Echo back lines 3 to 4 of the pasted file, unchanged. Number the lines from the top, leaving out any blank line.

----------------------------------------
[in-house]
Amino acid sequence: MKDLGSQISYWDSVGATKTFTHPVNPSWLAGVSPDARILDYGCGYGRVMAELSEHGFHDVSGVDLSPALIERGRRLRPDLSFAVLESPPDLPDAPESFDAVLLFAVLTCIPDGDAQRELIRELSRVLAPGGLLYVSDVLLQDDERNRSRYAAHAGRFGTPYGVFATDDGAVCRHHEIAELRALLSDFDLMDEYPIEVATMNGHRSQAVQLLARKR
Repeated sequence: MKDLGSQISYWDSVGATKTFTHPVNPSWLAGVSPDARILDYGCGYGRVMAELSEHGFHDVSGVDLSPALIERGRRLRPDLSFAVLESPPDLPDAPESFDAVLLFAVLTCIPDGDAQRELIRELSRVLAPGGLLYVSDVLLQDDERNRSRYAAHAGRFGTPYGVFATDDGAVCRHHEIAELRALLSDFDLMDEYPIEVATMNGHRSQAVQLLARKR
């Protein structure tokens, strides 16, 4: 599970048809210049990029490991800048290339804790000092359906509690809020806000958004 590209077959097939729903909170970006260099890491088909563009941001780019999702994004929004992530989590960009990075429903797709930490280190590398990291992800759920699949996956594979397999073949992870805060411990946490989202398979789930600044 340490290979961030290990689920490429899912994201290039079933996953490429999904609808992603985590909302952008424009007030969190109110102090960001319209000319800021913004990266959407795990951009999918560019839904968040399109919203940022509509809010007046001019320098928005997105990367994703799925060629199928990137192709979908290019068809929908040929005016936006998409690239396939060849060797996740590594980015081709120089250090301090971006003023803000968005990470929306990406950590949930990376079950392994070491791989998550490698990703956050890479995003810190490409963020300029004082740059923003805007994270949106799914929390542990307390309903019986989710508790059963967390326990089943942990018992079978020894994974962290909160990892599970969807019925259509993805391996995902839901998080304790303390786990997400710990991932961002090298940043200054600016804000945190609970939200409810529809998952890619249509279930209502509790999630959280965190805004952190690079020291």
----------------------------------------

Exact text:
Repeated sequence: MKDLGSQISYWDSVGATKTFTHPVNPSWLAGVSPDARILDYGCGYGRVMAELSEHGFHDVSGVDLSPALIERGRRLRPDLSFAVLESPPDLPDAPESFDAVLLFAVLTCIPDGDAQRELIRELSRVLAPGGLLYVSDVLLQDDERNRSRYAAHAGRFGTPYGVFATDDGAVCRHHEIAELRALLSDFDLMDEYPIEVATMNGHRSQAVQLLARKR
């Protein structure tokens, strides 16, 4: 599970048809210049990029490991800048290339804790000092359906509690809020806000958004 590209077959097939729903909170970006260099890491088909563009941001780019999702994004929004992530989590960009990075429903797709930490280190590398990291992800759920699949996956594979397999073949992870805060411990946490989202398979789930600044 340490290979961030290990689920490429899912994201290039079933996953490429999904609808992603985590909302952008424009007030969190109110102090960001319209000319800021913004990266959407795990951009999918560019839904968040399109919203940022509509809010007046001019320098928005997105990367994703799925060629199928990137192709979908290019068809929908040929005016936006998409690239396939060849060797996740590594980015081709120089250090301090971006003023803000968005990470929306990406950590949930990376079950392994070491791989998550490698990703956050890479995003810190490409963020300029004082740059923003805007994270949106799914929390542990307390309903019986989710508790059963967390326990089943942990018992079978020894994974962290909160990892599970969807019925259509993805391996995902839901998080304790303390786990997400710990991932961002090298940043200054600016804000945190609970939200409810529809998952890619249509279930209502509790999630959280965190805004952190690079020291």